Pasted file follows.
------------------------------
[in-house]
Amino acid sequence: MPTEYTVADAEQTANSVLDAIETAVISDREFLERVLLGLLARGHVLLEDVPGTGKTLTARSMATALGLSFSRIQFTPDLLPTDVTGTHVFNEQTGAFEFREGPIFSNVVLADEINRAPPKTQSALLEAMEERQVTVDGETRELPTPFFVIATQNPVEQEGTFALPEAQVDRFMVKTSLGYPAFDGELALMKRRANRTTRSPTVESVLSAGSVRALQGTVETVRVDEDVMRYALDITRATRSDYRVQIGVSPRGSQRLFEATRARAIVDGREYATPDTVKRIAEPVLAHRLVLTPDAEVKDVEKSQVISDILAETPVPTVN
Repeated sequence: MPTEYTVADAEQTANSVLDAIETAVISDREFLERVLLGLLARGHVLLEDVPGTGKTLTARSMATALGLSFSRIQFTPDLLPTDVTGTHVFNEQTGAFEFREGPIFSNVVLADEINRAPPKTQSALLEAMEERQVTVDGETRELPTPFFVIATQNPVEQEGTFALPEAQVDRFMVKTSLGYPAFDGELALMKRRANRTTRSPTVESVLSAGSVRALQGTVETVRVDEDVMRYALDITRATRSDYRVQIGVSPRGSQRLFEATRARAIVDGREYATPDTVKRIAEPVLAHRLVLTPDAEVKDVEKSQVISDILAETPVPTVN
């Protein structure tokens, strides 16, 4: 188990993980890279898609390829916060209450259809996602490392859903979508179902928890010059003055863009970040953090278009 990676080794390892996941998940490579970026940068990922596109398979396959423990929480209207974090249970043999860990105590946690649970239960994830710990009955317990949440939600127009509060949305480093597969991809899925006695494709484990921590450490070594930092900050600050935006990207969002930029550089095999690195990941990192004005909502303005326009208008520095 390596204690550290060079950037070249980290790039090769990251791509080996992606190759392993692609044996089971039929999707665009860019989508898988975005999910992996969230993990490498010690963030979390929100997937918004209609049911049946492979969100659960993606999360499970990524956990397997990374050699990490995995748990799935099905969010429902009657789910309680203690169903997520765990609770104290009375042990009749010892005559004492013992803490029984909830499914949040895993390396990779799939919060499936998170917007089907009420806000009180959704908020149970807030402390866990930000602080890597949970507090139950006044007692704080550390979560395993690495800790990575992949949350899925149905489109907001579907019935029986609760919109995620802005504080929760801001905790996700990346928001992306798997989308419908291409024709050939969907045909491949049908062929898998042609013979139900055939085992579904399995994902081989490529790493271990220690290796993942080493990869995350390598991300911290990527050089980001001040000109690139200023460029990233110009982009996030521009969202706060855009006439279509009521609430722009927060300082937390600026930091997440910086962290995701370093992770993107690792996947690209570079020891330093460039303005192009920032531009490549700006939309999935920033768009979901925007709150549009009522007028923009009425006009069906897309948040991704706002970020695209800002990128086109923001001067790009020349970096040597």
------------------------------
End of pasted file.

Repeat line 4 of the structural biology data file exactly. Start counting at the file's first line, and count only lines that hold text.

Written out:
């Protein structure tokens, strides 16, 4: 188990993980890279898609390829916060209450259809996602490392859903979508179902928890010059003055863009970040953090278009 990676080794390892996941998940490579970026940068990922596109398979396959423990929480209207974090249970043999860990105590946690649970239960994830710990009955317990949440939600127009509060949305480093597969991809899925006695494709484990921590450490070594930092900050600050935006990207969002930029550089095999690195990941990192004005909502303005326009208008520095 390596204690550290060079950037070249980290790039090769990251791509080996992606190759392993692609044996089971039929999707665009860019989508898988975005999910992996969230993990490498010690963030979390929100997937918004209609049911049946492979969100659960993606999360499970990524956990397997990374050699990490995995748990799935099905969010429902009657789910309680203690169903997520765990609770104290009375042990009749010892005559004492013992803490029984909830499914949040895993390396990779799939919060499936998170917007089907009420806000009180959704908020149970807030402390866990930000602080890597949970507090139950006044007692704080550390979560395993690495800790990575992949949350899925149905489109907001579907019935029986609760919109995620802005504080929760801001905790996700990346928001992306798997989308419908291409024709050939969907045909491949049908062929898998042609013979139900055939085992579904399995994902081989490529790493271990220690290796993942080493990869995350390598991300911290990527050089980001001040000109690139200023460029990233110009982009996030521009969202706060855009006439279509009521609430722009927060300082937390600026930091997440910086962290995701370093992770993107690792996947690209570079020891330093460039303005192009920032531009490549700006939309999935920033768009979901925007709150549009009522007028923009009425006009069906897309948040991704706002970020695209800002990128086109923001001067790009020349970096040597």